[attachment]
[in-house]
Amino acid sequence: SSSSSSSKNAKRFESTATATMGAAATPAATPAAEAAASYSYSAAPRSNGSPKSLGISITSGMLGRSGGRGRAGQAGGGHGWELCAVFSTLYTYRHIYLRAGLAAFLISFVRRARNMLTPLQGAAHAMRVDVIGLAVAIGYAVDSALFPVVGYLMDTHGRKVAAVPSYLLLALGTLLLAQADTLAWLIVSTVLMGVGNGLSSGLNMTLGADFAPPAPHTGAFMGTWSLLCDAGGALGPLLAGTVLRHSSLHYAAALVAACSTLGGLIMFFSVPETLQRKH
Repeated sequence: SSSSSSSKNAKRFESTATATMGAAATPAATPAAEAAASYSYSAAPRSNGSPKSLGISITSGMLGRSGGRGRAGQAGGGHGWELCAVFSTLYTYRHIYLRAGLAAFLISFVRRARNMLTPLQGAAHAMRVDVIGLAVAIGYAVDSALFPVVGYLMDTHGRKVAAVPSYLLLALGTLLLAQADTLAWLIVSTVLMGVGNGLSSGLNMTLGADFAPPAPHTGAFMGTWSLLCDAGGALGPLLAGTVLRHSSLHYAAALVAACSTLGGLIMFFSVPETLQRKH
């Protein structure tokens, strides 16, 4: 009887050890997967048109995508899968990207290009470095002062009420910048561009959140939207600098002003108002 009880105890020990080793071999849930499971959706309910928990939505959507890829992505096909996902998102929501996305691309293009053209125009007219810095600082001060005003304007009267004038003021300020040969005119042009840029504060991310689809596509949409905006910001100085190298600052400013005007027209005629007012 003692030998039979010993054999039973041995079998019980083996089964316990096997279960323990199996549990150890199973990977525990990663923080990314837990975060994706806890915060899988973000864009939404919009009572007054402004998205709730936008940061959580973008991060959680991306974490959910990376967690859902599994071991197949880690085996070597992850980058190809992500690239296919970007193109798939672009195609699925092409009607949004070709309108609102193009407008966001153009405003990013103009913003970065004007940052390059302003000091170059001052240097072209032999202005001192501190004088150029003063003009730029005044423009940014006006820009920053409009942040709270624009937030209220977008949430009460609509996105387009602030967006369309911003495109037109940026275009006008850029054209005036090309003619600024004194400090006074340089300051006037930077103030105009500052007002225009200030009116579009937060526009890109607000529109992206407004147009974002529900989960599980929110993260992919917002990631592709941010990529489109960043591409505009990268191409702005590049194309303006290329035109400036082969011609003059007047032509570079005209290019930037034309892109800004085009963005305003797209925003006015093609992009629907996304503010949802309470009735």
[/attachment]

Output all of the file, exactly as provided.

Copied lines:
[in-house]
Amino acid sequence: SSSSSSSKNAKRFESTATATMGAAATPAATPAAEAAASYSYSAAPRSNGSPKSLGISITSGMLGRSGGRGRAGQAGGGHGWELCAVFSTLYTYRHIYLRAGLAAFLISFVRRARNMLTPLQGAAHAMRVDVIGLAVAIGYAVDSALFPVVGYLMDTHGRKVAAVPSYLLLALGTLLLAQADTLAWLIVSTVLMGVGNGLSSGLNMTLGADFAPPAPHTGAFMGTWSLLCDAGGALGPLLAGTVLRHSSLHYAAALVAACSTLGGLIMFFSVPETLQRKH
Repeated sequence: SSSSSSSKNAKRFESTATATMGAAATPAATPAAEAAASYSYSAAPRSNGSPKSLGISITSGMLGRSGGRGRAGQAGGGHGWELCAVFSTLYTYRHIYLRAGLAAFLISFVRRARNMLTPLQGAAHAMRVDVIGLAVAIGYAVDSALFPVVGYLMDTHGRKVAAVPSYLLLALGTLLLAQADTLAWLIVSTVLMGVGNGLSSGLNMTLGADFAPPAPHTGAFMGTWSLLCDAGGALGPLLAGTVLRHSSLHYAAALVAACSTLGGLIMFFSVPETLQRKH
């Protein structure tokens, strides 16, 4: 009887050890997967048109995508899968990207290009470095002062009420910048561009959140939207600098002003108002 009880105890020990080793071999849930499971959706309910928990939505959507890829992505096909996902998102929501996305691309293009053209125009007219810095600082001060005003304007009267004038003021300020040969005119042009840029504060991310689809596509949409905006910001100085190298600052400013005007027209005629007012 003692030998039979010993054999039973041995079998019980083996089964316990096997279960323990199996549990150890199973990977525990990663923080990314837990975060994706806890915060899988973000864009939404919009009572007054402004998205709730936008940061959580973008991060959680991306974490959910990376967690859902599994071991197949880690085996070597992850980058190809992500690239296919970007193109798939672009195609699925092409009607949004070709309108609102193009407008966001153009405003990013103009913003970065004007940052390059302003000091170059001052240097072209032999202005001192501190004088150029003063003009730029005044423009940014006006820009920053409009942040709270624009937030209220977008949430009460609509996105387009602030967006369309911003495109037109940026275009006008850029054209005036090309003619600024004194400090006074340089300051006037930077103030105009500052007002225009200030009116579009937060526009890109607000529109992206407004147009974002529900989960599980929110993260992919917002990631592709941010990529489109960043591409505009990268191409702005590049194309303006290329035109400036082969011609003059007047032509570079005209290019930037034309892109800004085009963005305003797209925003006015093609992009629907996304503010949802309470009735």